2. Politely disagree, Claire. I thought the acting was fine (apart from Tom Rhys Harries who will eventually discover that hours in the gym and perky nipples are no substitute for dramatic talent) and it was the directing that let it down. Douglas Hodge seems to me caught permanently between screaming queenery and Adoration Of The Pinter and tries to encompass both here to lumpen effect. You have a two-handed sketch worthy of the Vauxhall Tavern, a soggy flip-floppy ‘Weekend In The Country’ played out all in white like La Ronde in a laundry, and every eighties’ sitcom revisited in the Jewish Mother routine for Act 3. McFadden who is a good casting is lazily allowed to get away with aw-shucks gaucherie instead of edge, and even the excellent Perry Millward is instantly full-on comic giving his character less of an arc than it deserves. I wished Sara Kestelman had played the bigoted Jewish Mom without the wig, she’d have been a dead ringer for Melanie Phillips.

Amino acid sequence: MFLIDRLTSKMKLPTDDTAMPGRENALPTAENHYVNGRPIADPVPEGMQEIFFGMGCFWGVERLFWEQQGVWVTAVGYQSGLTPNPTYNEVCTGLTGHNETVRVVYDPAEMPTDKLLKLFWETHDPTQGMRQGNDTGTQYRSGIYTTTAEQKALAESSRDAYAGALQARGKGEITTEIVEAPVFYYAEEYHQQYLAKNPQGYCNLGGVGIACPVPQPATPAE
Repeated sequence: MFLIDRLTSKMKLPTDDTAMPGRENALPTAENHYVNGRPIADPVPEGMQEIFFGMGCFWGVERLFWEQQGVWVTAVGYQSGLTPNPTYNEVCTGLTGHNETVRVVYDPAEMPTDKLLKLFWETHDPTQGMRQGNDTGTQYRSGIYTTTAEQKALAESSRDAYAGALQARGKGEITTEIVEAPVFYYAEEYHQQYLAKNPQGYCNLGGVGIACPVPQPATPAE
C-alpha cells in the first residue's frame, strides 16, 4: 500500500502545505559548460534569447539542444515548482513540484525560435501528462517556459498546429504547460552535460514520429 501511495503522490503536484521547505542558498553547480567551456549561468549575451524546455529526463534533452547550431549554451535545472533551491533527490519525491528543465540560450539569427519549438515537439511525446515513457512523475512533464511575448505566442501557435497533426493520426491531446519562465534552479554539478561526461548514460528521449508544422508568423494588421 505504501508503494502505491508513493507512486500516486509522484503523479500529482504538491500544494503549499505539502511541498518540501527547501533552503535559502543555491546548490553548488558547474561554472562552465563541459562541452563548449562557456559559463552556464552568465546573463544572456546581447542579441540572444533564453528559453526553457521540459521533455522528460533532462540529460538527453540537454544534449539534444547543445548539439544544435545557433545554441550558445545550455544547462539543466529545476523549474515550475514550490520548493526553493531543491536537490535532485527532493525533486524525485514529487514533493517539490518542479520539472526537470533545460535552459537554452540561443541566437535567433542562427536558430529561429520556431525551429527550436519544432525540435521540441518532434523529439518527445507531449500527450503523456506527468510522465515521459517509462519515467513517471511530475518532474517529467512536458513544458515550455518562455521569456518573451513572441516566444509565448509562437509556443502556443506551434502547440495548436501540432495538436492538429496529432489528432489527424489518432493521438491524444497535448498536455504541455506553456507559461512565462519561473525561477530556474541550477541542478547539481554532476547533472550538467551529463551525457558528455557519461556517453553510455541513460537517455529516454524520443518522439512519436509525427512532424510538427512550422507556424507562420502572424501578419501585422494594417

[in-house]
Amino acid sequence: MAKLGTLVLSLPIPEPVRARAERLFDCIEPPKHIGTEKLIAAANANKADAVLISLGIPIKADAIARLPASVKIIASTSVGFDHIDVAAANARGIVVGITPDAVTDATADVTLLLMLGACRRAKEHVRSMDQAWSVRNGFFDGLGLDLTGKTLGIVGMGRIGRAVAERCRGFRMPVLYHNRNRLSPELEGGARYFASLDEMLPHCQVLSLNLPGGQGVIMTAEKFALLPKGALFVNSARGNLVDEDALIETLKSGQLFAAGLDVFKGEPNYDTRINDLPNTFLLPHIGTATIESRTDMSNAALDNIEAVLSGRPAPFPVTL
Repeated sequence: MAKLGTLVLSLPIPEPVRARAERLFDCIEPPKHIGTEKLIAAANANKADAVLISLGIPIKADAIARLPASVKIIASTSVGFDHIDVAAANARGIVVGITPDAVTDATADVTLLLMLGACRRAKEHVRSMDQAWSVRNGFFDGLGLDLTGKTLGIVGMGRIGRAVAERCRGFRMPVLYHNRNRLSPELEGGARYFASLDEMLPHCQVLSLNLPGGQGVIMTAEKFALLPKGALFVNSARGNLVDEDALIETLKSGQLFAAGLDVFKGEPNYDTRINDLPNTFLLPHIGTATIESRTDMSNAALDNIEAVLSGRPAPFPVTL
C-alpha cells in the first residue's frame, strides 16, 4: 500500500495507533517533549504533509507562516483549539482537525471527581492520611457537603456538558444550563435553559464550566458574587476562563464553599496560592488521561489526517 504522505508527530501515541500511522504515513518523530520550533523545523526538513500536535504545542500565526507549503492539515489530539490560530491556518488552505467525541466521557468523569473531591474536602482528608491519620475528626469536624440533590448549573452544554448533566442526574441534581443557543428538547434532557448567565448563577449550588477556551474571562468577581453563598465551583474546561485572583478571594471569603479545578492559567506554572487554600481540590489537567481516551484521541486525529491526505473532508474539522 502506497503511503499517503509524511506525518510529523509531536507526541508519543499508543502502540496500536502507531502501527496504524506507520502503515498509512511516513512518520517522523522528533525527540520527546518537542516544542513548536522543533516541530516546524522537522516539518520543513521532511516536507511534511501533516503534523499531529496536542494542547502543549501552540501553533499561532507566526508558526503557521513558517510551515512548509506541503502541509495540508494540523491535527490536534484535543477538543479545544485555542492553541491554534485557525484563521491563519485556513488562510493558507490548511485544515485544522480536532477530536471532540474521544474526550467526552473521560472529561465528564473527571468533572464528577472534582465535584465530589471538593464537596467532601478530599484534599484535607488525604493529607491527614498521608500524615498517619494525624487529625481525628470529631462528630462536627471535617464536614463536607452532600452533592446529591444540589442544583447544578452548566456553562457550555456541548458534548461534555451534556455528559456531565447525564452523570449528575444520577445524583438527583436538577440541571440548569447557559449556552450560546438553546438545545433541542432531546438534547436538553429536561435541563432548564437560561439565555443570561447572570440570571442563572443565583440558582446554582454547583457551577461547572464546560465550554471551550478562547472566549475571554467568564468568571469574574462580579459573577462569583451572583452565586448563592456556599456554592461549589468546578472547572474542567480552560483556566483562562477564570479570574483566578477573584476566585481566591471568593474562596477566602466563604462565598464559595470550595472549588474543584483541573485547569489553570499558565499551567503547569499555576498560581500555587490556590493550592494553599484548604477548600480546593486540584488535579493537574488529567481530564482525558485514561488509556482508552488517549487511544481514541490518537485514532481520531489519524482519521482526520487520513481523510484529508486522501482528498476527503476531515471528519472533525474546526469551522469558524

3. npm Says:

    The acting is fine! The directing is fine!
    The problem is the script, which needs a thorough prune, especially in Acts 2 & 3.
    (PS I loved the singing, especially at the end which caught me off guard and made me blub.)

  4. mijosh Says:

    Nothing (even the delectable Mr McFadden) could induce me to go anywhere near TST. I loathed the original B’way production (especially the waaay ott Mr Fierstein) more than almost anything I’ve ever seen in the theatre. I remember leaving the Helen Hayes theatre in a rage.

  5. gill Says:

    I went and thought it was great. Enjoyed the acting and was entertained throughout.

  6. I saw this play last night and thought the production was great. I’m in a minority here I know but I thought Tom Rhys Harries was good – he is supposed to be that annoying and is obviously a rebound from Ed. Young people can be that difficult and I thought he acted it well. Apart from David Bedella, I thought Perry Millward was the best on stage. I laughed out loud many times, I was deeply moved and I would recommend this production to anyone.

  7. John Carter Says: